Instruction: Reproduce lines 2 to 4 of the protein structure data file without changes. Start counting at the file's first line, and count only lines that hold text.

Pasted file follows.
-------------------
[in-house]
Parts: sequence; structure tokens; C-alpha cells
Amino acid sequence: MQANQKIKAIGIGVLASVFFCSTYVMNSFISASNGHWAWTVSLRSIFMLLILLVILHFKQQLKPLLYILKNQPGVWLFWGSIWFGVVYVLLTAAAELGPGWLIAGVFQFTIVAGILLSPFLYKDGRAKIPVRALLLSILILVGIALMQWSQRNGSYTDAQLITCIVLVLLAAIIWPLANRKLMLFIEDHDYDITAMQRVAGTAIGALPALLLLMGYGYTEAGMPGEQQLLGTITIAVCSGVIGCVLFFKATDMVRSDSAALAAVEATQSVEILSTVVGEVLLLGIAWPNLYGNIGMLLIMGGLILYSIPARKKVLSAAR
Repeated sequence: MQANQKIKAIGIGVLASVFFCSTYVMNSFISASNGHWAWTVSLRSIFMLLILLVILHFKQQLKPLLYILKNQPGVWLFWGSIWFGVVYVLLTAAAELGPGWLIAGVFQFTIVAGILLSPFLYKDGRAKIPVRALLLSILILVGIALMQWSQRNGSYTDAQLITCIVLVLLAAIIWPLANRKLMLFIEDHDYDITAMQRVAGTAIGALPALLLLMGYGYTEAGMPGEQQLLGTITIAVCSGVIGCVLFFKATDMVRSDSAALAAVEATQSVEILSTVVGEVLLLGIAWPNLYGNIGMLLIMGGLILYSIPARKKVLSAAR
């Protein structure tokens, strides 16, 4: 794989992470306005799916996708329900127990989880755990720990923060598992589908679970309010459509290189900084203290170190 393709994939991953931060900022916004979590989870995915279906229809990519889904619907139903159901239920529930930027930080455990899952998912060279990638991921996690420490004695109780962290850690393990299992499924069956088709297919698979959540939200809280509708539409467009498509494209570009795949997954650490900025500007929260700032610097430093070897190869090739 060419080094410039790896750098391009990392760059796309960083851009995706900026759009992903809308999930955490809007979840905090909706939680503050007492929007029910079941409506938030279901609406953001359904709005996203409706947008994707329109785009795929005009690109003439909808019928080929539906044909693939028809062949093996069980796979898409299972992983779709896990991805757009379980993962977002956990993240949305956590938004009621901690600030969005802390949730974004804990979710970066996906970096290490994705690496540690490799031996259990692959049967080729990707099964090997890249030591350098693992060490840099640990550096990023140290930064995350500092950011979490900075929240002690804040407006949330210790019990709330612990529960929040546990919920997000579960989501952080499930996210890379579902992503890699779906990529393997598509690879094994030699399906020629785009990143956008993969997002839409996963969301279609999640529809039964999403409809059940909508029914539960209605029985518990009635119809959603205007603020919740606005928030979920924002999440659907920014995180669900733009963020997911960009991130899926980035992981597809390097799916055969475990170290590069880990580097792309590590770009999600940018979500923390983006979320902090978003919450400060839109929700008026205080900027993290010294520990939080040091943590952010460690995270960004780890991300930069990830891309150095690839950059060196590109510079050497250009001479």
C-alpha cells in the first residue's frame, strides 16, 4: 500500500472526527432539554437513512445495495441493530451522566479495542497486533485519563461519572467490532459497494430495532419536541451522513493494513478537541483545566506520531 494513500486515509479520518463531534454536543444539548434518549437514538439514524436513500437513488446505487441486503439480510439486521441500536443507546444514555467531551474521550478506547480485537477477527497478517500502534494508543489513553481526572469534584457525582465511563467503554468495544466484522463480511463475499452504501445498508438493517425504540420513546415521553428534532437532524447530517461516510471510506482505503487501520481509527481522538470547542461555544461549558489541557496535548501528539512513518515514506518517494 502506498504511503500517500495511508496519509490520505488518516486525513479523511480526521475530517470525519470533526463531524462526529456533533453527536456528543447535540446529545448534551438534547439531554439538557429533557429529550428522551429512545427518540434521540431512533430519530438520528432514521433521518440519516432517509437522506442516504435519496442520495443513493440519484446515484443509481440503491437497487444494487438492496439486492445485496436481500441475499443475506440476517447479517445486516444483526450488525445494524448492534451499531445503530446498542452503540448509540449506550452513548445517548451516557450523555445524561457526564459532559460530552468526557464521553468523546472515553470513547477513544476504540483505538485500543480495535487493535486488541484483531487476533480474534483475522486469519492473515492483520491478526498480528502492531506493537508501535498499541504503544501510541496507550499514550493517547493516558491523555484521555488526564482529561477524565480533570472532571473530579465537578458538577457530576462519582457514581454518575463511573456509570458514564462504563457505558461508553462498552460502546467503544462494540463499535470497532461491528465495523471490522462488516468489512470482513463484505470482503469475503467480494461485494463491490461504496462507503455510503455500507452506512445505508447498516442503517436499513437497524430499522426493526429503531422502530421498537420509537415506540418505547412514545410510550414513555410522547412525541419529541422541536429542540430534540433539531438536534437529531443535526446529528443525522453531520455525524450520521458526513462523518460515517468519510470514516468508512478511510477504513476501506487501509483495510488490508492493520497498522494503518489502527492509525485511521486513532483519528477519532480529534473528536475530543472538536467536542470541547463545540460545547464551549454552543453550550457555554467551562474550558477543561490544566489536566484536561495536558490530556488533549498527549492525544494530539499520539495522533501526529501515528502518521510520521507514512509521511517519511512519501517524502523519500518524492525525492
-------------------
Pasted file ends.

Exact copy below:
Parts: sequence; structure tokens; C-alpha cells
Amino acid sequence: MQANQKIKAIGIGVLASVFFCSTYVMNSFISASNGHWAWTVSLRSIFMLLILLVILHFKQQLKPLLYILKNQPGVWLFWGSIWFGVVYVLLTAAAELGPGWLIAGVFQFTIVAGILLSPFLYKDGRAKIPVRALLLSILILVGIALMQWSQRNGSYTDAQLITCIVLVLLAAIIWPLANRKLMLFIEDHDYDITAMQRVAGTAIGALPALLLLMGYGYTEAGMPGEQQLLGTITIAVCSGVIGCVLFFKATDMVRSDSAALAAVEATQSVEILSTVVGEVLLLGIAWPNLYGNIGMLLIMGGLILYSIPARKKVLSAAR
Repeated sequence: MQANQKIKAIGIGVLASVFFCSTYVMNSFISASNGHWAWTVSLRSIFMLLILLVILHFKQQLKPLLYILKNQPGVWLFWGSIWFGVVYVLLTAAAELGPGWLIAGVFQFTIVAGILLSPFLYKDGRAKIPVRALLLSILILVGIALMQWSQRNGSYTDAQLITCIVLVLLAAIIWPLANRKLMLFIEDHDYDITAMQRVAGTAIGALPALLLLMGYGYTEAGMPGEQQLLGTITIAVCSGVIGCVLFFKATDMVRSDSAALAAVEATQSVEILSTVVGEVLLLGIAWPNLYGNIGMLLIMGGLILYSIPARKKVLSAAR